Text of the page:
The Centre for 21st Century Humanities brings together leading University of Newcastle researchers. It promotes high quality humanities research, using new methods for the new century. Our vision is that by 2025 the University of Newcastle will be a world leader in humanities research.
Public talk: Artificial intelligence and the future of humanity
We stand on the brink of a revolution in Artificial Intelligence that will transform our world. What will this mean for our future society and culture? Join us for a panel discussion of experts on this urgent topic on Thursday 19th September, 4pm - 6pm at the Hunter Room, Newcastle City Hall. Read more and book your seat.
More than 250 Aboriginal massacres that occurred during the spread of pastoral settlement in Australia are documented in the online Colonial Frontier Massacres Map, created by a team led by Professor Lyndall Ryan.
The Centre for 21st Century Humanities is leading the development of a powerful software platform called the ‘Time-Layered Cultural Map of Australia’ (TLCMap). Funded by a 2019 $420,000 ARC LIEF grant, the TLCMap will allow humanities researchers to build digital maps with pathways and search the data held in different Australian repositories by location and time and compile new data sets.
The digital Dictionary of Newcastle will bring the city’s historical archives online. It will provide a reliable and searchable source of historical knowledge on Newcastle past as it relates to coal and other forms of employment and culture.
Read more about other Centre for 21st Century Humanities projects.
The Centre for 21st Century Humanities fosters research that investigates human agency in our past, present and future. An era of unprecedented human impact on the world and the rise of new digital technologies opens new questions about what it means to be human today. The Centre offers a forum for the creation of new knowledge for turbulent times and brings together areas of the humanities where the University of Newcastle has significant strength, namely:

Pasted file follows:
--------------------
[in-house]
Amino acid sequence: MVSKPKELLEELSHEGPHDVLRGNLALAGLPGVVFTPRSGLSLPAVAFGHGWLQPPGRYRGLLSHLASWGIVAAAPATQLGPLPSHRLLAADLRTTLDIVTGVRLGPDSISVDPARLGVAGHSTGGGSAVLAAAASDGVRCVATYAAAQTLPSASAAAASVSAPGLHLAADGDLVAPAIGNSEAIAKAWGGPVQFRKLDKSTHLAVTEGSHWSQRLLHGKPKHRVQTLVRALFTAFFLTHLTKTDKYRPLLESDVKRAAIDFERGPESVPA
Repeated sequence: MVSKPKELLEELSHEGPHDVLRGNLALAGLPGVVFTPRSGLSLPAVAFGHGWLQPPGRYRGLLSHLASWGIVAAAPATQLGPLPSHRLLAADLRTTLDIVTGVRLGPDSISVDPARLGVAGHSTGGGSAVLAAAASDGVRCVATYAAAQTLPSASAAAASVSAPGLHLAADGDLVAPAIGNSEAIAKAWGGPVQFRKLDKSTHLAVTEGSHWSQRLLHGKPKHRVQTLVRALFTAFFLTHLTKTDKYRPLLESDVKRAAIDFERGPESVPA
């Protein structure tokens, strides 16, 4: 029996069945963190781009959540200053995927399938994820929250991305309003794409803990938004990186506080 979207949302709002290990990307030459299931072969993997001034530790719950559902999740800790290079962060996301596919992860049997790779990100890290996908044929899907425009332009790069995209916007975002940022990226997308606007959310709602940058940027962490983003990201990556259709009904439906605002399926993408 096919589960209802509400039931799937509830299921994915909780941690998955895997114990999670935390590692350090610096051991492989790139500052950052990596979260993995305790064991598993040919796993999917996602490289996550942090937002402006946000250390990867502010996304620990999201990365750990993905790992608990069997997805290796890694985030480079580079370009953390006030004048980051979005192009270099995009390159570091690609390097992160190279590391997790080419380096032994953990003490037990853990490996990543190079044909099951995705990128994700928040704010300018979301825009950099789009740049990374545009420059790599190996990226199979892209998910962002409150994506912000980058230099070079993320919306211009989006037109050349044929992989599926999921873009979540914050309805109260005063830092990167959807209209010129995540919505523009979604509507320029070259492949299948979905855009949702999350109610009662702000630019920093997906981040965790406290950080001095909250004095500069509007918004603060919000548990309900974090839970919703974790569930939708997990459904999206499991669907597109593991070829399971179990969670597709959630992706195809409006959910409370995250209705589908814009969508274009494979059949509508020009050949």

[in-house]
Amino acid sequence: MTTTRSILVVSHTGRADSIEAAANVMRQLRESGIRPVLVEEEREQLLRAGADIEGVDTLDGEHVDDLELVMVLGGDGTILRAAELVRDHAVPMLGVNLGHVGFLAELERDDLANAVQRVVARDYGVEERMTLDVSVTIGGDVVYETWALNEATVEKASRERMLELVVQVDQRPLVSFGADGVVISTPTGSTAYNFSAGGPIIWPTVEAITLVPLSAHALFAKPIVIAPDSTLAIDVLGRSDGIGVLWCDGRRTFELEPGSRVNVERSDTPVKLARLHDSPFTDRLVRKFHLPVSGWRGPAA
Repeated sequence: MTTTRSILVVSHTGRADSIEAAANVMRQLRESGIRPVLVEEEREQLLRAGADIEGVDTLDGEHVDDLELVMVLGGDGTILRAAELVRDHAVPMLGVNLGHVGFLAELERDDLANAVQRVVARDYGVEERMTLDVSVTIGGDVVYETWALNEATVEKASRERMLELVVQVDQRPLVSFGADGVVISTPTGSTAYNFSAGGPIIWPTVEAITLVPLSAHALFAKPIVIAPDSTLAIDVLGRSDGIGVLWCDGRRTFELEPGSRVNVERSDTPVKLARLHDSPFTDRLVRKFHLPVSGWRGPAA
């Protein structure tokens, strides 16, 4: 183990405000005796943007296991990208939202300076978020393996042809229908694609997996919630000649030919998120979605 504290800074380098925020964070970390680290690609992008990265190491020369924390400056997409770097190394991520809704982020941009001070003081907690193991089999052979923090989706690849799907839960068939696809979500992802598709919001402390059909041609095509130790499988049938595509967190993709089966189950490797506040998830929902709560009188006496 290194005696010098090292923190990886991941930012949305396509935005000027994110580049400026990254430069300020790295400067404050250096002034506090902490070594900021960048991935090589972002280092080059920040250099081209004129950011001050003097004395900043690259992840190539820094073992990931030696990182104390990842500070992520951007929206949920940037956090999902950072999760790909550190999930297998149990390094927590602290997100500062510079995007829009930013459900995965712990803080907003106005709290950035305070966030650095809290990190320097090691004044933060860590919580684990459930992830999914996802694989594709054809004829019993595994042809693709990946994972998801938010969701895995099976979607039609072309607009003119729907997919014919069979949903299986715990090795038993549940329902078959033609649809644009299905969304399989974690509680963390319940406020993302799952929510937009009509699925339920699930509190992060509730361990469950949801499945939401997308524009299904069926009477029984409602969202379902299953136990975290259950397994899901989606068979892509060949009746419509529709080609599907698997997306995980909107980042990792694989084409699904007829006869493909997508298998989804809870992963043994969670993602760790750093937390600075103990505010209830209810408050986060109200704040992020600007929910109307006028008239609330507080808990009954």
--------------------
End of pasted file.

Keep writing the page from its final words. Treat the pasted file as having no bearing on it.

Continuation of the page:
- Digital humanities, where humanities scholarship engages directly with digital technologies
- The history of violence, which initiates a new field (Violence Studies) and offers exceptional opportunities for working across disciplines;
- Social research services in the areas of primary industry development; generational health issues in rural areas; risk and engagement for major projects; and local government shared learning frameworks;
- The materialist history of the book and of women's writing; and
- Language theory, documentation and application, focusing on endangered languages in our region.
Digital Research Methods
Our expertise in this area includes work in online research collections, language analysis and digital mapping. We believe the combination of the deep understanding of culture in the humanities combined with digital tools and materials has applications outside academic disciplines. We are interested in developing partnerships with agencies and businesses in tourism, defence, and publishing, with Indigenous corporations and Land Councils, and with anyone who needs to deal with large amounts of written material.
Within the academy, we are pursuing new opportunities including applying methods from computational stylistics to analyse large collections of historical documents. Network analysis has applications across all our fields, from Napoleon to Stalin, and from 16th century English women writers to the 21st century workplace. Geographic Information Systems, helping see data in spatial terms, applies across the board. Visualisation through statistics and new presentation techniques can bring striking new insights in all corners of the humanities.
Engagement & Impact
People everywhere are interested in history, in language, in ideology. This is where the humanities have scale and impact. The humanities can contribute to Newcastle as a creative city, adding an element of historical and cultural knowledge to the mix, through events and displays and through entrepreneurship. The Centre has an Industry Advisory Board (PDF 120KB) made up of 12 members of the community, business leaders and members of the GLAM sector.
These pathways will link the work of the 21st Century Humanities to the wider public and thence to policy debates and government initiatives.
There are exciting opportunities for new insights through deep collaborations between the humanities and disciplines from health, bio-medicine, science and engineering. Centre members already have projects of this kind underway and the Centre is providing funding to incubate new ventures.